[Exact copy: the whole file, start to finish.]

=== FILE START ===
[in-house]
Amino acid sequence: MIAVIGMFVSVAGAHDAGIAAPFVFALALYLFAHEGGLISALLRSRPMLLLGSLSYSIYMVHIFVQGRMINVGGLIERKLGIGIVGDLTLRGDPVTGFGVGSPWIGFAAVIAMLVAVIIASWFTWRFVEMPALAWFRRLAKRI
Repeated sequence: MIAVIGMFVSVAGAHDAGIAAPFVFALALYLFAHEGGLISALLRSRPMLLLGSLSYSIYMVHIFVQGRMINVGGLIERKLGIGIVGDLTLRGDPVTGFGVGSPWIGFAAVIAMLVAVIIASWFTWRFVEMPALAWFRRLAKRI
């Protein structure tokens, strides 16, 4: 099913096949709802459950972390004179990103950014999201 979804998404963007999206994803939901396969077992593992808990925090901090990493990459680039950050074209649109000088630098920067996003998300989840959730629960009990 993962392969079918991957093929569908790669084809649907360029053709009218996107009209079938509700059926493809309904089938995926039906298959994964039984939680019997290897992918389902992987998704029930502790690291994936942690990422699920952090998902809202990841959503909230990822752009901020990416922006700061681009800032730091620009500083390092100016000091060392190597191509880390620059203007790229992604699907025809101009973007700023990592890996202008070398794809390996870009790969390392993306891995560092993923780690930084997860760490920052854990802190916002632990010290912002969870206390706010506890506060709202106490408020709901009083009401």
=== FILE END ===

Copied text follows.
[in-house]
Amino acid sequence: MIAVIGMFVSVAGAHDAGIAAPFVFALALYLFAHEGGLISALLRSRPMLLLGSLSYSIYMVHIFVQGRMINVGGLIERKLGIGIVGDLTLRGDPVTGFGVGSPWIGFAAVIAMLVAVIIASWFTWRFVEMPALAWFRRLAKRI
Repeated sequence: MIAVIGMFVSVAGAHDAGIAAPFVFALALYLFAHEGGLISALLRSRPMLLLGSLSYSIYMVHIFVQGRMINVGGLIERKLGIGIVGDLTLRGDPVTGFGVGSPWIGFAAVIAMLVAVIIASWFTWRFVEMPALAWFRRLAKRI
């Protein structure tokens, strides 16, 4: 099913096949709802459950972390004179990103950014999201 979804998404963007999206994803939901396969077992593992808990925090901090990493990459680039950050074209649109000088630098920067996003998300989840959730629960009990 993962392969079918991957093929569908790669084809649907360029053709009218996107009209079938509700059926493809309904089938995926039906298959994964039984939680019997290897992918389902992987998704029930502790690291994936942690990422699920952090998902809202990841959503909230990822752009901020990416922006700061681009800032730091620009500083390092100016000091060392190597191509880390620059203007790229992604699907025809101009973007700023990592890996202008070398794809390996870009790969390392993306891995560092993923780690930084997860760490920052854990802190916002632990010290912002969870206390706010506890506060709202106490408020709901009083009401």